Pitt's next leading role came in 2009 with the Quentin Tarantino-directed war film Inglourious Basterds, which premiered at the 2009 Cannes Film Festival. Pitt played Lieutenant Aldo Raine, an American resistance fighter battling Nazis in German-occupied France. The film was a box office hit, taking $311 million worldwide, and garnered generally favorable reviews. The film received multiple awards and nominations, including eight Academy Award nominations and seven MTV Movie Award nominations, including Best Male Performance for Pitt. He next voiced the superhero character Metro Man in the 2010 animated feature Megamind. Pitt produced and appeared in Terrence Malick's experimental drama The Tree of Life, co-starring Sean Penn, which won the Palme d'Or at the 2011 Cannes Film Festival. In a performance that attracted strong praise, he portrayed the Oakland Athletics general manager Billy Beane in the drama Moneyball, which is based on the 2003 book of the same name written by Michael Lewis. Moneyball received six Academy Award nominations including Best Picture and Best Actor for Pitt.
In 1999, Pitt portrayed Tyler Durden in Fight Club, a film adaptation of Chuck Palahniuk's novel of the same name, directed by David Fincher. Pitt prepared for the part with lessons in boxing, taekwondo, and grappling. To look the part, Pitt consented to the removal of pieces of his front teeth which were restored when filming ended. While promoting Fight Club, Pitt said that the film explored not taking one's aggressions out on someone else but to "have an experience, take a punch more and see how you come out on the other end." Fight Club premiered at the 1999 Venice International Film Festival. Despite divided critical opinion on the film as a whole, Pitt's performance was widely praised. Paul Clinton of CNN noted the risky yet successful nature of the film, while Variety remarked upon Pitt's ability to be "cool, charismatic and more dynamically physical, perhaps than [...] his breakthrough role in Thelma and Louise". In spite of a worse-than-expected box office performance, Fight Club became a cult classic after its DVD release in 2000.More Info
Pitt was cast as Billy Canton, a drug addict who takes advantage of a young runaway (played by Juliette Lewis) in the 1990 NBC television movie Too Young to Die?, the story of an abused teenager sentenced to death for a murder. Ken Tucker, television reviewer for Entertainment Weekly wrote: "Pitt is a magnificent slimeball as her hoody boyfriend; looking and sounding like a malevolent John Cougar Mellencamp, he's really scary." The same year, Pitt co-starred in six episodes of the short-lived Fox drama Glory Days and took a supporting role in the HBO television film The Image. His next appearance came in the 1991 film Across the Tracks; Pitt portrayed Joe Maloney, a high school runner with a criminal brother, played by Rick Schroder. After years of supporting roles in film and frequent television guest appearances, Pitt attracted wider recognition in his supporting role in Ridley Scott's 1991 road film Thelma & Louise. He played J.D., a small-time criminal who befriends Thelma (Geena Davis). His love scene with Davis has been cited as the event that defined Pitt as a sex symbol. After Thelma & Louise, Pitt starred in the 1991 film Johnny Suede, a low-budget picture about an aspiring rock star, and the 1992 live-action/animated fantasy film Cool World, although neither furthered his career, having poor reviews and box office performance.More Info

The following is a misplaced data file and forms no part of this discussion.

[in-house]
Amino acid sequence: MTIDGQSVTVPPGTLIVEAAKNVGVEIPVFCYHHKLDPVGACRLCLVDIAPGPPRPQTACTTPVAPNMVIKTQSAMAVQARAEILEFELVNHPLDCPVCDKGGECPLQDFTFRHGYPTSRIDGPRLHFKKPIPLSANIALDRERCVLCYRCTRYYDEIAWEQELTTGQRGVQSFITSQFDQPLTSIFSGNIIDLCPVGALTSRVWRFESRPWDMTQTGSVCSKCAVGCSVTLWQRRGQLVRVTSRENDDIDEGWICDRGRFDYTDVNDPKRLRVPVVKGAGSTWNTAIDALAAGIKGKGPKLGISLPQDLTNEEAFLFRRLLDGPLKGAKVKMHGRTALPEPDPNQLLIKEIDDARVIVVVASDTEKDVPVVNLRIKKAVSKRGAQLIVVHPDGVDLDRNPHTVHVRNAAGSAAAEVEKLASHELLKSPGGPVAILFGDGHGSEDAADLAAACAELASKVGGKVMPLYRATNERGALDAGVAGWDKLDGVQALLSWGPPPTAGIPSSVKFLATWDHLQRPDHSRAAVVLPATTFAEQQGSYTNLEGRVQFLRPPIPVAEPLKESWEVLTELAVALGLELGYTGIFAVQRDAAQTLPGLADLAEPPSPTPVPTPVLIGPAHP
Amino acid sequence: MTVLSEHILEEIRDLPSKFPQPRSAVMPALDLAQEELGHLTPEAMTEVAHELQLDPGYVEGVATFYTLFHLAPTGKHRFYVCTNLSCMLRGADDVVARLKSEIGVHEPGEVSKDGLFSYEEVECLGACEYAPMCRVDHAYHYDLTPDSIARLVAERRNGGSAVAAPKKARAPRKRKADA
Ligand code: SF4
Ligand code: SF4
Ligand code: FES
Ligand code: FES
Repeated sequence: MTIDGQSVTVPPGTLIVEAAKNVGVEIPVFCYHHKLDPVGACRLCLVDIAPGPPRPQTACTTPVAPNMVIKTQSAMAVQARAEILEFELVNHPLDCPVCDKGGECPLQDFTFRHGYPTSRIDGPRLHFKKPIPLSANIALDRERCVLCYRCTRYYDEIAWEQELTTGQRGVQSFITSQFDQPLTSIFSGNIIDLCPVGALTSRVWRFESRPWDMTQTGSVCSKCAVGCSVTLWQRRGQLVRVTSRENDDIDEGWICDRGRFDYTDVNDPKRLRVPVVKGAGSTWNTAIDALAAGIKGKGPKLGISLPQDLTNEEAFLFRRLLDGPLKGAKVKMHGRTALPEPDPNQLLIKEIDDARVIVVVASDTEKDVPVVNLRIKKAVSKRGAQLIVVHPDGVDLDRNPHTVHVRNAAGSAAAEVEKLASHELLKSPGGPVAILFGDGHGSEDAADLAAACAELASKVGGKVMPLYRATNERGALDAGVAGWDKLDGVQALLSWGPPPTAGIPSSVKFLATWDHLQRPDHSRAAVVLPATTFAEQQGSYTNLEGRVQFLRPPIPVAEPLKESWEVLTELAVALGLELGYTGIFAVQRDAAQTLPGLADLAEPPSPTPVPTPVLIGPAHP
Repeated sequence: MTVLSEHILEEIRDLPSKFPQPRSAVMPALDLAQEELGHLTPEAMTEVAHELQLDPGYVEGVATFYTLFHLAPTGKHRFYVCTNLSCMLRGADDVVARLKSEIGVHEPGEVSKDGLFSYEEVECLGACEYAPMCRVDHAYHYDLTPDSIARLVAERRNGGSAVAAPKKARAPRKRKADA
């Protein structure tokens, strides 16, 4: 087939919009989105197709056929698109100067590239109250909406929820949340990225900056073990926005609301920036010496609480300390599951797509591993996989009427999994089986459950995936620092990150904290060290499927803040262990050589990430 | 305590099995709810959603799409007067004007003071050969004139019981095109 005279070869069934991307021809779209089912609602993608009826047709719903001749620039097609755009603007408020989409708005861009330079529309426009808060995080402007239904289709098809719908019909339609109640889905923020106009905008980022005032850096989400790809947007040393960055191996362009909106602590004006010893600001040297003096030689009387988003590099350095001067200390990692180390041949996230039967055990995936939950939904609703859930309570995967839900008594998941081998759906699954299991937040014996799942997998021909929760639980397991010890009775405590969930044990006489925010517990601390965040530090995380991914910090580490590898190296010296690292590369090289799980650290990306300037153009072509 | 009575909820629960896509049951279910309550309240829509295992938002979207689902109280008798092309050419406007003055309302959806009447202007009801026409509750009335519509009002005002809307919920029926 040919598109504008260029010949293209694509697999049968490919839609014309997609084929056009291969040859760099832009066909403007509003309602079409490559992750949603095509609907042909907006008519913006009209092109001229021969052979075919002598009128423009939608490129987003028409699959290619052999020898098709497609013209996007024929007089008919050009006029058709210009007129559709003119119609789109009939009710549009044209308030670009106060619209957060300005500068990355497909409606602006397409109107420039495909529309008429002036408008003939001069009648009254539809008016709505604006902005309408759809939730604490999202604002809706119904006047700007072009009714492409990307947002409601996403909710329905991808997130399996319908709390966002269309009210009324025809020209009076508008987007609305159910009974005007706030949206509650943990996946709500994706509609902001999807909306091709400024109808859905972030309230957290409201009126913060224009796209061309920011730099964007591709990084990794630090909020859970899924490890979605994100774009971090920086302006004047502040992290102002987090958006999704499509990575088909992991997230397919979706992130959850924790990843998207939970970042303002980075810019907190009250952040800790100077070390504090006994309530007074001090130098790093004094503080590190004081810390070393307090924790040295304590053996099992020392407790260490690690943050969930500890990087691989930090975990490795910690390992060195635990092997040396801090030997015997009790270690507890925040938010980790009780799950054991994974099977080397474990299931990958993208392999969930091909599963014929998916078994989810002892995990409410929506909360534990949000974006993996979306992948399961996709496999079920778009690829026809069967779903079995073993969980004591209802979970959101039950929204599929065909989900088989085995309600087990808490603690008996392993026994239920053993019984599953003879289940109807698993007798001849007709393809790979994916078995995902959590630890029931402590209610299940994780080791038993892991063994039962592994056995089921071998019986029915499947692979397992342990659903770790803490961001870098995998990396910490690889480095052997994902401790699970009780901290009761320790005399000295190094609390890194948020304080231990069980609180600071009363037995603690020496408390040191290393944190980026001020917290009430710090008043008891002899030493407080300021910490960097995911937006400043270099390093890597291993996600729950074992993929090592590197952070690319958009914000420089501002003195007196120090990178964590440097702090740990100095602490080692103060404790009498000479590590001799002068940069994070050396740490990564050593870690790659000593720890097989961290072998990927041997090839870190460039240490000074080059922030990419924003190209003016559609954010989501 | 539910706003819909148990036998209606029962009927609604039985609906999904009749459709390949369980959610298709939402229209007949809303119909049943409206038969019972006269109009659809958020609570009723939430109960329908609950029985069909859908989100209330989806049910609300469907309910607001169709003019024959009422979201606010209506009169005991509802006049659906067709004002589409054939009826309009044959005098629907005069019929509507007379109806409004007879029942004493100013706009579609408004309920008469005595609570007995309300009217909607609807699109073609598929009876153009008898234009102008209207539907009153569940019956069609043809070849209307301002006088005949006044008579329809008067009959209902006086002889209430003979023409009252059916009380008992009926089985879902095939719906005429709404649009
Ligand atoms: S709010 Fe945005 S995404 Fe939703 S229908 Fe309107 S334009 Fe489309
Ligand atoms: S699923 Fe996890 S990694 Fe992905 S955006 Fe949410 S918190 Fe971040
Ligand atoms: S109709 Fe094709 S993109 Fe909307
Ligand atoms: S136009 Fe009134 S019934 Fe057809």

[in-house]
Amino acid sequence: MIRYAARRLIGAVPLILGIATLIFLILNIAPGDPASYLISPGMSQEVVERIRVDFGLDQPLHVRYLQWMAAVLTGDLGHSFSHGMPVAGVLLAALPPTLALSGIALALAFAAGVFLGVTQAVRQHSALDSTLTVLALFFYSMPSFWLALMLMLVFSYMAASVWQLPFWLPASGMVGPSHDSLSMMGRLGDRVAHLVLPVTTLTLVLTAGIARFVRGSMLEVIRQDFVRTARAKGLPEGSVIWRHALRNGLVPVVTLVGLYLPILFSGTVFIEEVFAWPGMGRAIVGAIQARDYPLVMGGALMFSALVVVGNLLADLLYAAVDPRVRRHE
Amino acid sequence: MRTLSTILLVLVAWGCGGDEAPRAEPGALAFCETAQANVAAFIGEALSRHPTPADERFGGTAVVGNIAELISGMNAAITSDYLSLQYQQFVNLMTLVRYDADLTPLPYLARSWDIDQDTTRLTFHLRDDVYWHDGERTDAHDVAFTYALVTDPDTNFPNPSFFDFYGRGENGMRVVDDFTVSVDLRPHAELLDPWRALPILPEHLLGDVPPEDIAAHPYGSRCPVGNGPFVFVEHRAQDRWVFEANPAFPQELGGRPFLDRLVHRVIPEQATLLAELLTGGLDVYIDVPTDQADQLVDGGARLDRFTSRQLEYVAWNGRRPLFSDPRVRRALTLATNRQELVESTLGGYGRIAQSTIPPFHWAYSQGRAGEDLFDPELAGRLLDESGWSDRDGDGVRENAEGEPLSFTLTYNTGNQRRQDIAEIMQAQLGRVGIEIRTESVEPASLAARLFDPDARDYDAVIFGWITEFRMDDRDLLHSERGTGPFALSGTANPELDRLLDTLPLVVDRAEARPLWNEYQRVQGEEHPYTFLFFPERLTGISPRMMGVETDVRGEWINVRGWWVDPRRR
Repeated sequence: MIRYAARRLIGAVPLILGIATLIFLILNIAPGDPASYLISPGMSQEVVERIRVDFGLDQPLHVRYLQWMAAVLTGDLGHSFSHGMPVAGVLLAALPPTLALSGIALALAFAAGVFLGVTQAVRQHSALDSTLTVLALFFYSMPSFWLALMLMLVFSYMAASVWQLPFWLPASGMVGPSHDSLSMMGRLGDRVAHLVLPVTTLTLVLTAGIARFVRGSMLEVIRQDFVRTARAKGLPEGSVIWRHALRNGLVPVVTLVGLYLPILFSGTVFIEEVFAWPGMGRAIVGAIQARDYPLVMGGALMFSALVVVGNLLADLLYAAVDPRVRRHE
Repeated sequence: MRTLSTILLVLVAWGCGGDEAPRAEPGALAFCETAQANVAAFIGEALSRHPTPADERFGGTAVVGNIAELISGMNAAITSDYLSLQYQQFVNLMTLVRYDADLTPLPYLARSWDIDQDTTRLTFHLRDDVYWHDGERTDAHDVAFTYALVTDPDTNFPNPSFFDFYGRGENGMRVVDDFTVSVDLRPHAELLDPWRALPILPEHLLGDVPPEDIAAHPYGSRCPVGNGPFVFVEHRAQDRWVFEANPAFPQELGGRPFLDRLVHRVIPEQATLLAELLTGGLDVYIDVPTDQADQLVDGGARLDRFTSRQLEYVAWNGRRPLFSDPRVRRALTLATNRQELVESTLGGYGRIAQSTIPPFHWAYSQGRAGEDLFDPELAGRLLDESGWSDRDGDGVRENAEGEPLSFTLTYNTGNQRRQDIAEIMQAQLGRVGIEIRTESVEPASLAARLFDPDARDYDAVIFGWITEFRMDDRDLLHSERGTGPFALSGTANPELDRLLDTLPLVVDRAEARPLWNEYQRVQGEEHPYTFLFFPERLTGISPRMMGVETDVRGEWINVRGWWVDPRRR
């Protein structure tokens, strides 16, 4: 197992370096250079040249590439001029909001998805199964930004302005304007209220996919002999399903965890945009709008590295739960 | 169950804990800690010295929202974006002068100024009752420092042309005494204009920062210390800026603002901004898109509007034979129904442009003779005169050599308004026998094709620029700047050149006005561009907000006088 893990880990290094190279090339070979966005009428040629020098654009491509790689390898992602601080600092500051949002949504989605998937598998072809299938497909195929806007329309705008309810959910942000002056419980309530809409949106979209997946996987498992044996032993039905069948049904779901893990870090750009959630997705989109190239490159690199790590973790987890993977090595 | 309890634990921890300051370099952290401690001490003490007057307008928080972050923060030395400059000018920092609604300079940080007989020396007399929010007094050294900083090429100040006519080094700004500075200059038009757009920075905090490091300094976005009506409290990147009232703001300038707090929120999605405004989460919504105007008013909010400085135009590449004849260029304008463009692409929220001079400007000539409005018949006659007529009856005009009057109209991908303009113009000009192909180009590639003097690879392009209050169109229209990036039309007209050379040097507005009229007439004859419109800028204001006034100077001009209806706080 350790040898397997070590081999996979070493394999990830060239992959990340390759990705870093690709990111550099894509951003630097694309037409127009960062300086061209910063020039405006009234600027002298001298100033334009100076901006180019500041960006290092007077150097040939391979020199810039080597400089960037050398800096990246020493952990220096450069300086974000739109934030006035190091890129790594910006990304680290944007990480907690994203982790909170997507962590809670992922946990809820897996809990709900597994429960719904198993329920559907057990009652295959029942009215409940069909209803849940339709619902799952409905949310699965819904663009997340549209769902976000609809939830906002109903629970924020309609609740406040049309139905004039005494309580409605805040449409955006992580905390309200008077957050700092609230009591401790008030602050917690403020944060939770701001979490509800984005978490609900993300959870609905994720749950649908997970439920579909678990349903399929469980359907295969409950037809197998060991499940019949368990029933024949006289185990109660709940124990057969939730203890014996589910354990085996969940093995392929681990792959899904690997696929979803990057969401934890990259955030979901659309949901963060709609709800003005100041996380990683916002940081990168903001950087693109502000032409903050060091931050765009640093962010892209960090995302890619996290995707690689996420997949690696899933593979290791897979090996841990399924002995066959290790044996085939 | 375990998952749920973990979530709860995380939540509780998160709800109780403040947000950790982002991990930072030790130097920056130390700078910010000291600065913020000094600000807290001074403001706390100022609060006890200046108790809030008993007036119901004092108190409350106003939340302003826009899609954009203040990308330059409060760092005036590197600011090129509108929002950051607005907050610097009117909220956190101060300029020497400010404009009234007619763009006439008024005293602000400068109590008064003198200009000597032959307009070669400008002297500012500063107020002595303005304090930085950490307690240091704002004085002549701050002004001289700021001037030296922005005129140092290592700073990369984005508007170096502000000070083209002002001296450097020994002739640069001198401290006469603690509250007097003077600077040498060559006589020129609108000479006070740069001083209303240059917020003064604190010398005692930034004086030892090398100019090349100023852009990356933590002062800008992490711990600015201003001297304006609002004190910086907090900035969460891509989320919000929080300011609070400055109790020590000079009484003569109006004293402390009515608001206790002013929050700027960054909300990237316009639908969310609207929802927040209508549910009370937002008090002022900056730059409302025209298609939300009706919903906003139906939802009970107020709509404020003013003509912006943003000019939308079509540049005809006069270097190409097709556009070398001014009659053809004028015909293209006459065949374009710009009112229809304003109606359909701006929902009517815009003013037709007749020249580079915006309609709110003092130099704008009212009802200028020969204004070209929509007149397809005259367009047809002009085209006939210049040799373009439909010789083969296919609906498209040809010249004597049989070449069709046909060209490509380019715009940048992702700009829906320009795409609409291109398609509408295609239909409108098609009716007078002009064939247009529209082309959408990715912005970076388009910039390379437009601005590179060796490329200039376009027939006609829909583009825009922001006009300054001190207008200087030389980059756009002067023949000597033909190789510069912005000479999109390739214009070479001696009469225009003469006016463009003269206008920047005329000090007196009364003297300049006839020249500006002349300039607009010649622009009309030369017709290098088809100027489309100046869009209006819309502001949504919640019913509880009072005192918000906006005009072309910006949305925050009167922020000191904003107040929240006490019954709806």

Pitt was cast as an Irish Gypsy boxer with a barely intelligible accent in Guy Ritchie's 2000 gangster film Snatch. Several reviewers were critical of Snatch; however, most praised Pitt. Mick LaSalle of the San Francisco Chronicle said Pitt was "ideally cast as an Irishman whose accent is so thick even Brits can't understand him", going on to say that, before Snatch, Pitt had been "shackled by roles that called for brooding introspection, but recently he has found his calling in black comic outrageousness and flashy extroversion;" while Amy Taubin of The Village Voice claimed that "Pitt gets maximum comic mileage out of a one-joke role". The following year Pitt starred opposite Julia Roberts in the romantic comedy The Mexican, a film that garnered a range of reviews but enjoyed box office success. Pitt's next role, in 2001's $143 million-grossing Cold War thriller Spy Game, was as Tom Bishop, an operative of the CIA's Special Activities Division, mentored by Robert Redford's character. Mark Holcomb of Salon.com enjoyed the film, although he noted that neither Pitt nor Redford provided "much of an emotional connection for the audience".More Info
Reprising his role as Rusty Ryan in a third picture, Pitt starred in 2007's Ocean's Thirteen. While less lucrative than the first two films, this sequel earned $311 million at the international box office. Pitt's next film role was as American outlaw Jesse James in the 2007 Western drama The Assassination of Jesse James by the Coward Robert Ford, adapted from Ron Hansen's 1983 novel of the same name. Directed by Andrew Dominik and produced by Pitt's company Plan B Entertainment, the film premiered at the 2007 Venice Film Festival, with Pitt playing a "scary and charismatic" role, according to Lewis Beale of Film Journal International, and earning Pitt the Volpi Cup award for Best Actor at the 64th Venice International Film Festival. He eventually collected the award one year later at the 2008 festival. As of January 2019, it was his own favorite of his films.More Info
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